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I completed this just recently as an item for the trade show at the Deutsches Klingesmuseum, Solingen's "The Sword: Form and Thought" exhibition when it opens this weekend. I'd like to hope that I can claim without too much exaggeration that its among the most accurate langes messer replicas of its style made, its the result of the ongoing research into single-edged arms that I've been doing for some time now, and its actually something I'm happy with, which is virtually unheard of. If it makes any sense, even the mistakes feel right! So, I'm hopeful it meets with approval. This is a Langes Messer or Grossemesser, depending on your choice of name (as with many things about messers, its a little bit of a blurry venn diagram to define where one group ends, and another begins), of a South German fashion, circa 1495-1515. Details are as follows: Overall Length: 1043mm Blade Length: 800mm Weight: 883g Balance point: 120mm from the cross All hilt components are hand-made from 100+ year-old antique wrought iron rather than modern steel, forged to rough size and then finished by hand with file-work and hand-polishing. I've deliberately aimed for a slightly rougher finish, to catch the same markings I've seen on originals - surfaces smoothed by files, rather than sanding, for much of it, for instance. The single-edged blade (no false edge on this one.) is made of EN45 spec steel. The blade shoulder is pierced, and the transverse nagel spike driven through and peined into position. (something that was rather great to do in wrought - it worked far, far better than those made in modern mild steel. I really understand why they made them the way they did, having done it with the right steel now.) The hilt is bound in a very lightly textured vegetanned sheepskin leather over a beech-wood core. The core itself is pinned with copper-alloy tubular pins, and the forged end-cap of wrought is peined into place. It currently has a simple scabbard of vegetan leather over a wooden core, lined with woven wool, but I would like to produce a properly made scabbard for it with extensive tooling copied from surviving late 15th century leatherwork, with a by-knife or pricker with horn or hardwood scales mounted in the scabbard, as per the originals, to really finish it off. ( Anyone got a cloning vat I can borrow for a bit, so I have the spare time? ) Its based on a number of surviving examples, particularly a south German example auctioned by Dorotheum Auctions, Vienna in July 2012, and data from a number of messers in private and museum reserve collections I've studied. The hilt shaping, with its distinctive end-cap curl is based on contemporary woodcut illustrations of messers of this type. But buggerthat. Have some pictures.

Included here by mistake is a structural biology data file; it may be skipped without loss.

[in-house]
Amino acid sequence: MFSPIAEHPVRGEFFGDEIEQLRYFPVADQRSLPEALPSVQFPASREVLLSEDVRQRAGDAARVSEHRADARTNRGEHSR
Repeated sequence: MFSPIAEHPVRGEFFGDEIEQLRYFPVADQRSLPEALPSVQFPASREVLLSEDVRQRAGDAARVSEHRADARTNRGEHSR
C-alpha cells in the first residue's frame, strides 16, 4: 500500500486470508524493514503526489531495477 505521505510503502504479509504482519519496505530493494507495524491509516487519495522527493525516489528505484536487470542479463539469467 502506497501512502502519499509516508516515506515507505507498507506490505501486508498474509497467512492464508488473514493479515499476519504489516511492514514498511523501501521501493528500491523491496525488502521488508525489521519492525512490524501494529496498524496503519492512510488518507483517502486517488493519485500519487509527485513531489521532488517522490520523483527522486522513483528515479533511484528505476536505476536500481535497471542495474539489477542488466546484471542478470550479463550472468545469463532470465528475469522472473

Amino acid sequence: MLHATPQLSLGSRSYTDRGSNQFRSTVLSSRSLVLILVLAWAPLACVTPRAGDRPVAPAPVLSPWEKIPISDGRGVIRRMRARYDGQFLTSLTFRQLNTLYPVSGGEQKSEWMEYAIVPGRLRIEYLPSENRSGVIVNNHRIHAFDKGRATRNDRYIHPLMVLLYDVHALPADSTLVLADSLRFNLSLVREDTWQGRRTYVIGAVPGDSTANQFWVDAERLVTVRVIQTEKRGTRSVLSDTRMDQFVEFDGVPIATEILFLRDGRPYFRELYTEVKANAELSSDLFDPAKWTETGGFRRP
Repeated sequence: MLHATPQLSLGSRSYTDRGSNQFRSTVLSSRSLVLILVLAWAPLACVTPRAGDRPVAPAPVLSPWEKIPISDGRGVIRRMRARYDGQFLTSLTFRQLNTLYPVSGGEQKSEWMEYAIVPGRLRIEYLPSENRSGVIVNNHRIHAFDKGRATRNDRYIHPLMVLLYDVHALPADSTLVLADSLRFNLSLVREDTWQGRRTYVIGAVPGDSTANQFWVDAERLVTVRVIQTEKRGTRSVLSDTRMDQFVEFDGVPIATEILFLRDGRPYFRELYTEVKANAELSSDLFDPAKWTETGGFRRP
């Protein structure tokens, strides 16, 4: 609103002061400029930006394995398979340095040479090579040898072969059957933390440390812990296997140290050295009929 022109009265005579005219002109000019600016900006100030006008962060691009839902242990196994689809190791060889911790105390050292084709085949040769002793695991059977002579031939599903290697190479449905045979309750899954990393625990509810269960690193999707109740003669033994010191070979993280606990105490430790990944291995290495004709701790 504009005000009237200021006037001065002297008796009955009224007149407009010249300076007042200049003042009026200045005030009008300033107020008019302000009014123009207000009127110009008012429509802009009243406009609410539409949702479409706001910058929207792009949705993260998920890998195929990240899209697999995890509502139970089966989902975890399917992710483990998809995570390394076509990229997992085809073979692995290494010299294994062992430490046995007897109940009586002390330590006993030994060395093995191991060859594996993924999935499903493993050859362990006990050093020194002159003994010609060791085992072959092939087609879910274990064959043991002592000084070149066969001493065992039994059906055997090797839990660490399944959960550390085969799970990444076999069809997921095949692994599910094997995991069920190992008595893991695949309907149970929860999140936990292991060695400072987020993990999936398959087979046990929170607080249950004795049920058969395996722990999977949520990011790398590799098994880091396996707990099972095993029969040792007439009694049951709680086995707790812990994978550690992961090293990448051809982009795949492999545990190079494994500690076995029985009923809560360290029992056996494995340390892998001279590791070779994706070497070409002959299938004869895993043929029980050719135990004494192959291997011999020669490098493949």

Hello again. I want to share with you my current project. It's a messer inspired by 15th century finds. So far it's my longest blade that survived heat treating The overall lenght is circa 62 cm. It's made from very tough nz3 tool steel (it is sometimes used for jack hammer chisels). The blade was made by grinding, but I used some hot forging for the crossguard, nagel and pommel. I am not entirely happy with the guard. The socket was forged on the blade and there are some gaps: I am sure that more skilled blacksmith could have done it better, but it is my limit by now However the fit is rock solid. The piece still requires much work. I have to drill a hole for the nagel, the horn scales are only roughly shaped, the blade needs smooth satin finish. The uptadates won't be frequent, because I have access to my workshop only at weekends (not all of them ), but I hope it will still be worth watching.